Ringtones are big business. It’s such big business, in fact, that MSNBC felt compelled to carry a good
recap of recent developments. So big, in fact, that Billboard has a ringtone chart to go along with its singles and album chart. Sales last year in the U.S. alone were $300 million—the worldwide market is an incredible $4 billion.
Why do people pay $3 per brief ringtone when the nascent digital music market regularly hears complaints about a 99-cent price tag for an entire song? It’s a topic that should be taught in consumer behavior classes from coast to coast.
The ringtone, explains Fabrice Grinda, the founder of Zingy, is a form of self-expression. “If you‚re in high school and you have the latest Snoop Dogg or 50 Cent, it shows that you‚re in.” My guess is that it also benefits from a disassociation with online music stores and the established 99-cent price for which they’re known. Music is music, ringtones are ringtones. Different products, different prices.
Those three-dollar ringtones add up quickly, offering high margins and fast returns to companies like
BlingTones, a creator of exclusive ringtone music by such well known producers as Q-Tip and Rockwilder.
The consumer gets an exclusive music snippet to show off in movie theaters and restaurants. Record labels—if they’re involved at all, since some ringtones completely circumvent the labels—get to build artist awareness. Everybody gets a new revenue stream, and one that doesn’t eat into traditional music sales. Everybody’s happy. It’s almost too good to be true.
That 5,000-song MP3 player you just bought? If you’re an average European MP3 player owner, only 2% (or 100 songs) of that disk space is being accessed on a regular basis. A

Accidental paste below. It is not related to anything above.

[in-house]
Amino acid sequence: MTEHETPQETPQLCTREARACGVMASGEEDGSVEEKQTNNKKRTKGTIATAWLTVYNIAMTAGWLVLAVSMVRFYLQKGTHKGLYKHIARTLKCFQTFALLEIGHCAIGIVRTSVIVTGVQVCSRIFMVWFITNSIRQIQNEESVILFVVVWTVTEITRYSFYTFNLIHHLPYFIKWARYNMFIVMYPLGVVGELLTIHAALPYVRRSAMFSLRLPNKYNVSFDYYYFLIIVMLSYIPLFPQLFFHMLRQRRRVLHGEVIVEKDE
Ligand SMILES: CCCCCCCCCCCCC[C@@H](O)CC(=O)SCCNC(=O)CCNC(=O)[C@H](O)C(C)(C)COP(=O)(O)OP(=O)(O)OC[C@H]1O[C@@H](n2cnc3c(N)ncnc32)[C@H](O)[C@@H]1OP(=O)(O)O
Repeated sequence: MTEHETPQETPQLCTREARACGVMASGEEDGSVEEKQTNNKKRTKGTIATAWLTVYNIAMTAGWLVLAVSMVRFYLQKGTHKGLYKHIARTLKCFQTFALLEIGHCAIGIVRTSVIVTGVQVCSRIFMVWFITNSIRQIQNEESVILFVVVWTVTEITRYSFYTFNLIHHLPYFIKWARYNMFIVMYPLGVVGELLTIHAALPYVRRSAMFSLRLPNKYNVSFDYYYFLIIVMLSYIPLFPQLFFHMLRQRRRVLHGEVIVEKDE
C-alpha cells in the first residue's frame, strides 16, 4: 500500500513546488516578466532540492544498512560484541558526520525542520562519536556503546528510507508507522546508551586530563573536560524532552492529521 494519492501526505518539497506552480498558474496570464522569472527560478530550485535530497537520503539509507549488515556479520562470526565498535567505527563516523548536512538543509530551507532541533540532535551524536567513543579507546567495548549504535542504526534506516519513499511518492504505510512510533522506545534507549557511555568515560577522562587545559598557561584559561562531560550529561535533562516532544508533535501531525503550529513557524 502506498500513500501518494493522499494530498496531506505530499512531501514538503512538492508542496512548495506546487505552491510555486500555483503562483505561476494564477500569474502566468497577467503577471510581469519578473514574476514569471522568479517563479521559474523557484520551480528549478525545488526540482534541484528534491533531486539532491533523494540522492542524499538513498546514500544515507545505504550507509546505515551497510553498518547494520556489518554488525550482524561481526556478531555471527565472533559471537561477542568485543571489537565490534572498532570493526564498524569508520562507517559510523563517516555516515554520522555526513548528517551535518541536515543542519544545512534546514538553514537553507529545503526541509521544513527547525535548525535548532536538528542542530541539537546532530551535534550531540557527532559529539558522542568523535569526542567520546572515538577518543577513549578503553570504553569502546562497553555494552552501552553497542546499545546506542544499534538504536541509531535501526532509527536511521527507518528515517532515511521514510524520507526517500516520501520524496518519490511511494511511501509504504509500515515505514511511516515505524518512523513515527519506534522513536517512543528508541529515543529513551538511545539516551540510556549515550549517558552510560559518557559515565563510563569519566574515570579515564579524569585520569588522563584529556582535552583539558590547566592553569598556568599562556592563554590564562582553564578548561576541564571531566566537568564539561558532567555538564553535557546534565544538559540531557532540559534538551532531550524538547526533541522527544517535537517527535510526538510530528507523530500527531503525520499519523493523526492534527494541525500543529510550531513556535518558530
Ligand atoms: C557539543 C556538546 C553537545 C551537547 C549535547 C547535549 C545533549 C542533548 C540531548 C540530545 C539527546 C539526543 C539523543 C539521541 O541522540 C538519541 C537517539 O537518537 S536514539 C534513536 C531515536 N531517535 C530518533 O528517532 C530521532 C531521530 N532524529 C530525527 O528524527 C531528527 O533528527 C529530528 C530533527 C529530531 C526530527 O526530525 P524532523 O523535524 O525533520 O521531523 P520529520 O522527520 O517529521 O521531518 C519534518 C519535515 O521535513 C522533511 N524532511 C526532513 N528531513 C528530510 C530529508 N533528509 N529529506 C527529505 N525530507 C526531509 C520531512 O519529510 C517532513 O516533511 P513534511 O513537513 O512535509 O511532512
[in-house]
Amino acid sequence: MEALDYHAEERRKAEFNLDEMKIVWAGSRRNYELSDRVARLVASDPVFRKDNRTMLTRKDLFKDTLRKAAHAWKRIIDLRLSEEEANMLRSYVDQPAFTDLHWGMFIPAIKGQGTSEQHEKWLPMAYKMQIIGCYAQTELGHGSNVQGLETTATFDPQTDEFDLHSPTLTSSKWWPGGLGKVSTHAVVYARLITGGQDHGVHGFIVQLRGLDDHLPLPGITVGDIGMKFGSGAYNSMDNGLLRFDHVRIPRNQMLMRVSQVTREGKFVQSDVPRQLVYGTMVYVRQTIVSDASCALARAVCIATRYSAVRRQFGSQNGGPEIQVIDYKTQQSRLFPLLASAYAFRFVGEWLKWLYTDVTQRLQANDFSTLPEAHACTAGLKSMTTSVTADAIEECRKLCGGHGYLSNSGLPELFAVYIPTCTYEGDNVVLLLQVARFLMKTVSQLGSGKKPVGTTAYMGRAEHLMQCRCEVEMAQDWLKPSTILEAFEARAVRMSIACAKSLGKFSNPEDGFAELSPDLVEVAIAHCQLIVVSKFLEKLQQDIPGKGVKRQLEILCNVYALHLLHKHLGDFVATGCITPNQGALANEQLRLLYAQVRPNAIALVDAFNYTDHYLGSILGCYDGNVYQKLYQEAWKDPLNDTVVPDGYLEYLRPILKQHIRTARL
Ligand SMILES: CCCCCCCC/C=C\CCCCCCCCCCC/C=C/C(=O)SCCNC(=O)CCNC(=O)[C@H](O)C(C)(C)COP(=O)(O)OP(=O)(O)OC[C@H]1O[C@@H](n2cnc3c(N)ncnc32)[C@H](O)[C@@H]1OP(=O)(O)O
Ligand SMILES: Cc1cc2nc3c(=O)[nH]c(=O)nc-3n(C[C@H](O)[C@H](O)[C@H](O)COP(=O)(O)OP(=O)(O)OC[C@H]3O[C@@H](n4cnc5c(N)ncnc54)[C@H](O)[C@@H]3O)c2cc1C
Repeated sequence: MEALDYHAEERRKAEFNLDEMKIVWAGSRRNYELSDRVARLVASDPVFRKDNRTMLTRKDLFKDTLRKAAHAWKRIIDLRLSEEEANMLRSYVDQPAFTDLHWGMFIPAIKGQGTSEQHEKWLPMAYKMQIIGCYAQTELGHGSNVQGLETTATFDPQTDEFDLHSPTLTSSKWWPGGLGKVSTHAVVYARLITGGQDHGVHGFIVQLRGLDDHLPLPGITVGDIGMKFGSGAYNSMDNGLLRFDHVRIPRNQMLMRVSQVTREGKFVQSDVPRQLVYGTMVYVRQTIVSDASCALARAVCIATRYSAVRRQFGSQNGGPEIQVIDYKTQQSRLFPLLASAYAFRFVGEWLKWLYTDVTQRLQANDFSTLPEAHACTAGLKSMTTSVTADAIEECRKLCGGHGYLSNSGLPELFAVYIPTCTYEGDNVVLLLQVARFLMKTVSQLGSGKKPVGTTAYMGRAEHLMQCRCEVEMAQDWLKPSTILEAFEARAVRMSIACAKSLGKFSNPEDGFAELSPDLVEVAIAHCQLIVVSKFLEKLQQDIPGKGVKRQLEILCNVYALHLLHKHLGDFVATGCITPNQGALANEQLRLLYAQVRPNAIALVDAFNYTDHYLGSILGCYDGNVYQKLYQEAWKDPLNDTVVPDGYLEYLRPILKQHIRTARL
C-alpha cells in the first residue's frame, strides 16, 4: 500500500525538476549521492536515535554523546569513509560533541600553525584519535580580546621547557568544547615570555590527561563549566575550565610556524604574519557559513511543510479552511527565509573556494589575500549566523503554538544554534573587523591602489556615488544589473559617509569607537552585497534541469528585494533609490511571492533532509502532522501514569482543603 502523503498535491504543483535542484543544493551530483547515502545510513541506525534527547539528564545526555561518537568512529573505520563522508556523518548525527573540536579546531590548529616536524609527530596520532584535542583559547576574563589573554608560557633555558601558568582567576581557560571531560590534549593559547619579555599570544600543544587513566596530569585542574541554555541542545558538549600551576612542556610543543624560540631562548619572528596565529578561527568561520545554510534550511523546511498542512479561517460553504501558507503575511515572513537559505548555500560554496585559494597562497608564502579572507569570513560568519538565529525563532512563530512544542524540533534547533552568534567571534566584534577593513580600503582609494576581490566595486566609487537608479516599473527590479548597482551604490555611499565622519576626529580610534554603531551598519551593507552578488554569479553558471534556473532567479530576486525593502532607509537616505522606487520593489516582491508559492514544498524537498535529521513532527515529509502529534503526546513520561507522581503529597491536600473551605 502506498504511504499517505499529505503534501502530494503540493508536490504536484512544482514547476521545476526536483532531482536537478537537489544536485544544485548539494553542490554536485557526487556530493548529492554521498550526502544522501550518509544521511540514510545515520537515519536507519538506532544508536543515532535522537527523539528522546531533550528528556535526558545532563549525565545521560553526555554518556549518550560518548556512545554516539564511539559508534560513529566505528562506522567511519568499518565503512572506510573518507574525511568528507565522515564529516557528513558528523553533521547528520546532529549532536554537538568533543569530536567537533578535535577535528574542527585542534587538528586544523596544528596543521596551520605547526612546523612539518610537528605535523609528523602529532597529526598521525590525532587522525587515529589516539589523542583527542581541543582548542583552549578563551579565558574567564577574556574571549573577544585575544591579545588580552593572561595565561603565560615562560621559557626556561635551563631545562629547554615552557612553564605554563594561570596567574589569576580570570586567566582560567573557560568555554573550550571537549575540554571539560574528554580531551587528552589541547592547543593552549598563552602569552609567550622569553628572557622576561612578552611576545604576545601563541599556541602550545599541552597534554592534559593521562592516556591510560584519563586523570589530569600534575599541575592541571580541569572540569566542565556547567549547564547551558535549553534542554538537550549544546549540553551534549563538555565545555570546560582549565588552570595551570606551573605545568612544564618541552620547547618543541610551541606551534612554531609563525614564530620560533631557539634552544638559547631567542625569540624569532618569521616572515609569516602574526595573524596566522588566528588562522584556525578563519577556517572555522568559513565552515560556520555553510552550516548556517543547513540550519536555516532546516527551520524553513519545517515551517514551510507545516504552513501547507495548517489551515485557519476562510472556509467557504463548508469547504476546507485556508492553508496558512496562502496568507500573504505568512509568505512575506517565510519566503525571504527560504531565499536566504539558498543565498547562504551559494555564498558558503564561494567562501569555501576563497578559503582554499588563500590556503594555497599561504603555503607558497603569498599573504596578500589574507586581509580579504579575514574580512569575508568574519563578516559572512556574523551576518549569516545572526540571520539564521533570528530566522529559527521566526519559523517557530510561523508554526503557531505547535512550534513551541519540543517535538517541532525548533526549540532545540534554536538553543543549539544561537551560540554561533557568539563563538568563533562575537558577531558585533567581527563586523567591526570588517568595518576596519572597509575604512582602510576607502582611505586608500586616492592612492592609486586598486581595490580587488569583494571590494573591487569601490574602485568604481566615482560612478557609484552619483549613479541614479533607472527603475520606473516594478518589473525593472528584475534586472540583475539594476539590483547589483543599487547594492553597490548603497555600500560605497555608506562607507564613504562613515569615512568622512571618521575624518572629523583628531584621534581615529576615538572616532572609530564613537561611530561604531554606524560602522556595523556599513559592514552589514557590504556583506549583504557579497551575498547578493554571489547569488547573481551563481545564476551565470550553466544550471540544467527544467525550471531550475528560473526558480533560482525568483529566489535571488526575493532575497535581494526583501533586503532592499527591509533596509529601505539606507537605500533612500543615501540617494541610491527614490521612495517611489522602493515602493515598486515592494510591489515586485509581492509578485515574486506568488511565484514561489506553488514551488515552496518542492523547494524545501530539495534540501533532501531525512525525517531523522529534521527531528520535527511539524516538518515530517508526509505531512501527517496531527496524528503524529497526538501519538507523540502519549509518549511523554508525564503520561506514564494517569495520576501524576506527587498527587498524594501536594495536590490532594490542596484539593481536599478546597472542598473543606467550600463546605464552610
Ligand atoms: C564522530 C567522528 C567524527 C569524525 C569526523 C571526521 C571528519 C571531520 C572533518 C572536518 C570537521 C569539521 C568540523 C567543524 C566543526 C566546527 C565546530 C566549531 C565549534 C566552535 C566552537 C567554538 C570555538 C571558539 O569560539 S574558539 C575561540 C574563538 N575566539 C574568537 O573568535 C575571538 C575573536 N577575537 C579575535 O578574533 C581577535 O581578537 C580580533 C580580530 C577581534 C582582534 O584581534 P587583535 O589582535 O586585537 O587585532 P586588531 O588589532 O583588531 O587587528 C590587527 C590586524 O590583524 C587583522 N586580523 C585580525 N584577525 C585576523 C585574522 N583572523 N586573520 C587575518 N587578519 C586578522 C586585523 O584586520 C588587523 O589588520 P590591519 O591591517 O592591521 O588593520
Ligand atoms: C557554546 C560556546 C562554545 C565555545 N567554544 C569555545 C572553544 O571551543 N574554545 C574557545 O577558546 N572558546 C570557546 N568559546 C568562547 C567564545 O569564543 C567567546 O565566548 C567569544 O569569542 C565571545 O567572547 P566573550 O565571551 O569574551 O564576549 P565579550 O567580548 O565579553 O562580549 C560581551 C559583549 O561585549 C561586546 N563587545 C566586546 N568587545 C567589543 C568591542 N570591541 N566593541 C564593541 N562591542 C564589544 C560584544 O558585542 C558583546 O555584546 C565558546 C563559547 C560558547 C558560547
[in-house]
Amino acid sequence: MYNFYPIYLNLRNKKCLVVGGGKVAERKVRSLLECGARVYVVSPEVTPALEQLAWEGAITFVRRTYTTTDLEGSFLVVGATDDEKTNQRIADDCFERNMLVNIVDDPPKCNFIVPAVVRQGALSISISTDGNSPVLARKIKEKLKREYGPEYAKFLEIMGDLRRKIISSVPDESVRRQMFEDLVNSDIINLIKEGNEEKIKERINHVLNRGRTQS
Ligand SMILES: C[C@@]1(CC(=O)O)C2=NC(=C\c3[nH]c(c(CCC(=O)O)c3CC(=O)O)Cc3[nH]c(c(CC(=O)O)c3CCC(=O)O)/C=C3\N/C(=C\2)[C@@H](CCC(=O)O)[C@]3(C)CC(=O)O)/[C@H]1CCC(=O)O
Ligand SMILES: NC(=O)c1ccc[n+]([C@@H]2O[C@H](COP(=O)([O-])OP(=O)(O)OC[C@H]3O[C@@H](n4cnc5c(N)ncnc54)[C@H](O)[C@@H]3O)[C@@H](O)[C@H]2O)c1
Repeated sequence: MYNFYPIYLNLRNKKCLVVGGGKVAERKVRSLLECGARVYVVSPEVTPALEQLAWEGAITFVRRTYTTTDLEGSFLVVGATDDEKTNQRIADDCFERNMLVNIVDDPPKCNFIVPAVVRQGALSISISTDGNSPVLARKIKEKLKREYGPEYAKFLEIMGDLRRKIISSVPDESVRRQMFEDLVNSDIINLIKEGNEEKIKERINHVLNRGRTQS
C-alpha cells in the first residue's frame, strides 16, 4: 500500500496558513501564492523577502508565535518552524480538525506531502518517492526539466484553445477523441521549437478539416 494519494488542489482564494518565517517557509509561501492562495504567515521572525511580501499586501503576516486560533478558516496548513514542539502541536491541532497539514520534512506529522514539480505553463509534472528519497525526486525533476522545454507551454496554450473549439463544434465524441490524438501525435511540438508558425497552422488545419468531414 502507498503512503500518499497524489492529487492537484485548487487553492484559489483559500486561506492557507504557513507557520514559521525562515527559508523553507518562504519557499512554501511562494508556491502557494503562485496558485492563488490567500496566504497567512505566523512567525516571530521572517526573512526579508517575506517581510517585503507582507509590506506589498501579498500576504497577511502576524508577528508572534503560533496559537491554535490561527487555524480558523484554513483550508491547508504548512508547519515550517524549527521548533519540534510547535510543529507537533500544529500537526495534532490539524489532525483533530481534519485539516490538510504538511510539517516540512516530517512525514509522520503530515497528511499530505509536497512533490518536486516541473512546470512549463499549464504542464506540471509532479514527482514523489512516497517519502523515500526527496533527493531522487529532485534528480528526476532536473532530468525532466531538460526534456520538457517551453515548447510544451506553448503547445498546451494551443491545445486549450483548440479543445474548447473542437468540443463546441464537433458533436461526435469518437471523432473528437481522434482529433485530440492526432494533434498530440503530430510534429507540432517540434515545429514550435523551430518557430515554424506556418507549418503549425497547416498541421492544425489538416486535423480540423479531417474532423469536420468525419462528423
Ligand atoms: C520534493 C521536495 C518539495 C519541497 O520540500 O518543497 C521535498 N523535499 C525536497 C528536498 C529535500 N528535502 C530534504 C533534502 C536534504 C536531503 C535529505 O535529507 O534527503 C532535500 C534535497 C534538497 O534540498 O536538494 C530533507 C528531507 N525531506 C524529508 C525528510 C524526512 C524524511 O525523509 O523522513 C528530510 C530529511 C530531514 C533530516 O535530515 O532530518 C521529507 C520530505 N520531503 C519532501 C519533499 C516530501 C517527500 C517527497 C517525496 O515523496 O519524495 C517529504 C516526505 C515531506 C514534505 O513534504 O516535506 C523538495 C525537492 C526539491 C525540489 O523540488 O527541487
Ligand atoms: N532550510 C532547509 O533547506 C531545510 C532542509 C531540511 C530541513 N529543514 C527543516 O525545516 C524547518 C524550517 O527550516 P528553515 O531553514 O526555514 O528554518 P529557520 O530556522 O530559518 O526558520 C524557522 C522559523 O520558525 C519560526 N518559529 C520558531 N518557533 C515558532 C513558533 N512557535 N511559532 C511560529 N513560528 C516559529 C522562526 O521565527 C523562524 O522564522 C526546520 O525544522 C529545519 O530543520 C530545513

study by NetImperitive
concluded that MP3 players could be “reduced in size, capacity and price, but still be as popular and efficient.”
This study is sure to boost the morale of cell phone manufacturers who are hot to bring the phone/MP3 player hybrid to the masses.
Even if only 100 songs are listened to on a regular basis, those extra gigs are far from unimportant. What I’m commonly told is the owner likes the feeling of having so many songs at his/her command. Certainly not all songs are accessed; to attempt to do so would be next to impossible. For those who always use the shuffle function, though, having more songs means a better (more unpredictable) shuffle experience. If life is random, as Apple tells us, then the odds of hearing any one song should be more like 1-in-5,000, not 1-in-100.
Another way to look at it: It’s all about gluttony, and one need look no further than oversized restaurant portions, large automobiles and home-dominating garages to conclude that Americans may simply prefer to own a larger hard disc—even if it’s never used.
Digital Player Market Starting To Thin
Here’s a sign the heady, optimistic days of the MP3 boom may be giving way to the realities of an increasingly crowded market: Virgin Electronics has discontinued its wholly unimpressive line of digital music players.
A source told
Digital Music News
that Virgin Digital, the online music store arm of the company, will not be affected by the discontinuation.
Check Engadget’s obit on
Virgin Electronics, in which is recalled the MP3 player it thought was the “most half-hearted attempts at iPod killing” they’d ever seen.
So, who will drop out next?
Glenn works in the music industry in New York City. He writes about the industry and music in general at his blog,